Carbonic anhydrase activators. Activation of isozymes I, II, IV, VA, VII and XIV with L- and D-histidine and crystallographic analysis of their adducts with isoform II: engineering proton transfer processes within the active site of an enzyme
[CAH2_HUMAN] Defects in CA2 are the cause of osteopetrosis autosomal recessive type 3 (OPTB3) [MIM:259730]; also known as osteopetrosis with renal tubular acidosis, carbonic anhydrase II deficiency syndrome, Guibaud-Vainsel syndrome or marble brain disease. Osteopetrosis is a rare genetic disease characterized by abnormally dense bone, due to defective resorption of immature bone. The disorder occurs in two forms: a severe autosomal recessive form occurring in utero, infancy, or childhood, and a benign autosomal dominant form occurring in adolescence or adulthood. Autosomal recessive osteopetrosis is usually associated with normal or elevated amount of non-functional osteoclasts. OPTB3 is associated with renal tubular acidosis, cerebral calcification (marble brain disease) and in some cases with mental retardation.    
[CAH2_HUMAN] Essential for bone resorption and osteoclast differentiation (By similarity). Reversible hydration of carbon dioxide. Can hydrate cyanamide to urea. Involved in the regulation of fluid secretion into the anterior chamber of the eye.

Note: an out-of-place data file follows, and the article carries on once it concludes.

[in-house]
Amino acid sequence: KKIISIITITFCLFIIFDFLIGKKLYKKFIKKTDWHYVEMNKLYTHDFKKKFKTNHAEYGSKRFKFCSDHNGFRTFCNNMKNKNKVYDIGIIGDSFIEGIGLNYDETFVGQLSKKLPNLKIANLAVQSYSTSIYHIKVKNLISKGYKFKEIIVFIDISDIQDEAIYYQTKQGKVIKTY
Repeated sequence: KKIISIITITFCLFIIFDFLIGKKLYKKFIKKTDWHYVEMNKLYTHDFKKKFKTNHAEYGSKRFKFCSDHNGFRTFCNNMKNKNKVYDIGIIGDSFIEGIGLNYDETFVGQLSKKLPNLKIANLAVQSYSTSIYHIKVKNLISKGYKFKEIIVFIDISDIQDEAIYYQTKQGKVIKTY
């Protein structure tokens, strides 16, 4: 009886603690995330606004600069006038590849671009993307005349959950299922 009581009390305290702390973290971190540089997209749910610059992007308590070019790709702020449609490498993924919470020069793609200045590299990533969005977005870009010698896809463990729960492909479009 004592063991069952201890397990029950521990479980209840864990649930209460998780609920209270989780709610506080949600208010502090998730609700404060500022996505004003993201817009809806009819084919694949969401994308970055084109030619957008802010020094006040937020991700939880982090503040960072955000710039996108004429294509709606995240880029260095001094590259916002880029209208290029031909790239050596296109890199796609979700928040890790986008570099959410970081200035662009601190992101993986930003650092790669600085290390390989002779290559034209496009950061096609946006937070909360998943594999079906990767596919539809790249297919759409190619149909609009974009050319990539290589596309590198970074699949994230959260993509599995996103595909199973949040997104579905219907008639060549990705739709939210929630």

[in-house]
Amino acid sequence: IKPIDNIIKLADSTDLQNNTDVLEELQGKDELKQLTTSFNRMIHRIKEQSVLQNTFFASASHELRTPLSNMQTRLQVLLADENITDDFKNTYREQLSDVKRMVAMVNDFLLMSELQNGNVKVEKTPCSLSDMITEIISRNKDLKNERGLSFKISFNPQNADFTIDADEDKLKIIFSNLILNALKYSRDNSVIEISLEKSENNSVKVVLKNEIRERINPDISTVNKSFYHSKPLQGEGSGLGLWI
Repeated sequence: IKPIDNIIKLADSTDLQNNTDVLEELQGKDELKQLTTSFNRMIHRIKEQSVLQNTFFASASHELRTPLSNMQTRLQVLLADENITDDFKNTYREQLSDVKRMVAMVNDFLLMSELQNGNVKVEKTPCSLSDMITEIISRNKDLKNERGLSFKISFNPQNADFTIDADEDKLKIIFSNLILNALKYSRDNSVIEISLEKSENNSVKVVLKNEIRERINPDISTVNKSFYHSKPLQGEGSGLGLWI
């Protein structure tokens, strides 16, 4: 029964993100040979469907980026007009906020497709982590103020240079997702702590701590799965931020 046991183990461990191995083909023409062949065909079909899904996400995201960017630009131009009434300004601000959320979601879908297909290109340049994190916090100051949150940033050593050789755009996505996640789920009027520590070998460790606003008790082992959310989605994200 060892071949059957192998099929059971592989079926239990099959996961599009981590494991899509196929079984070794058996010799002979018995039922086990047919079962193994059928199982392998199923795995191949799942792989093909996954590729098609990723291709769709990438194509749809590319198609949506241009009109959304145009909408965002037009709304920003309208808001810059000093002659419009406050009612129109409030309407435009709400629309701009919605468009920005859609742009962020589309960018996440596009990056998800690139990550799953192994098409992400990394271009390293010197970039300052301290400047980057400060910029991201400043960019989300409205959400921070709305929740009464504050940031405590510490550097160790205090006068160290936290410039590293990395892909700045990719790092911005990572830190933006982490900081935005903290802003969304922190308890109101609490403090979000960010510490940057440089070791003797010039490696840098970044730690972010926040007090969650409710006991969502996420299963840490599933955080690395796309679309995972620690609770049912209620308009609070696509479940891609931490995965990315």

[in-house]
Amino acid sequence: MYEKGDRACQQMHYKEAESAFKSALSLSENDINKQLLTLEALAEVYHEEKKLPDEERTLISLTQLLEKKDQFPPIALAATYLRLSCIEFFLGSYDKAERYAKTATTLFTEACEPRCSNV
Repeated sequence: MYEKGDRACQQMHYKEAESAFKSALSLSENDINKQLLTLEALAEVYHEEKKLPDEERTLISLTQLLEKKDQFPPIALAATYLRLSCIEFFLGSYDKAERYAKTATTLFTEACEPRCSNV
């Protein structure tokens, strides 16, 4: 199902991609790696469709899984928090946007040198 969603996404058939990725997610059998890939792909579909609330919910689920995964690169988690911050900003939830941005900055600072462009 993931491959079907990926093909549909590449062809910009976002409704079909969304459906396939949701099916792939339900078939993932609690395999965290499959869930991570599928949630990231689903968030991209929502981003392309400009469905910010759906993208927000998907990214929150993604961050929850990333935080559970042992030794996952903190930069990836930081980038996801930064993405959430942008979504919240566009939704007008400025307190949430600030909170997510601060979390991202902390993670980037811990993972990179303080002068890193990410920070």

Publication Abstract from PubMed
Activation of six human carbonic anhydrases (CA, EC 22.214.171.124), that is, hCA I, II, IV, VA, VII, and XIV, with l- and d-histidine was investigated through kinetics and by X-ray crystallography. l-His was a potent activator of isozymes I, VA, VII, and XIV, and a weaker activator of hCA II and IV. d-His showed good hCA I, VA, and VII activation properties, being a moderate activator of hCA XIV and a weak activator of hCA II and IV. The structures as determined by X-ray crystallography of the hCA II-l-His/d-His adducts showed the activators to be anchored at the entrance of the active site, contributing to extended networks of hydrogen bonds with amino acid residues/water molecules present in the cavity, explaining their different potency and interaction patterns with various isozymes. The residues involved in l-His recognition were His64, Asn67, Gln92, whereas three water molecules connected the activator to the zinc-bound hydroxide. Only the imidazole moiety of l-His interacted with these amino acids. For the d-His adduct, the residues involved in recognition of the activator were Trp5, His64, and Pro201, whereas two water molecules connected the zinc-bound water to the activator. Only the COOH and NH(2) moieties of d-His participated in hydrogen bonds with these residues. This is the first study showing different binding modes of stereoisomeric activators within the hCA II active site, with consequences for overall proton-transfer processes (rate-determining for the catalytic cycle). The study also points out differences of activation efficiency between various isozymes with structurally related activators, convenient for designing alternative proton-transfer pathways, useful both for a better understanding of the catalytic mechanism and for obtaining pharmacologically useful derivatives, for example, for the management of Alzheimer's disease.
Carbonic anhydrase activators. Activation of isozymes I, II, IV, VA, VII, and XIV with l- and d-histidine and crystallographic analysis of their adducts with isoform II: engineering proton-transfer processes within the active site of an enzyme.,Temperini C, Scozzafava A, Vullo D, Supuran CT Chemistry. 2006 Sep 18;12(27):7057-66. PMID:16807956
From MEDLINE®/PubMed®, a database of the U.S. National Library of Medicine.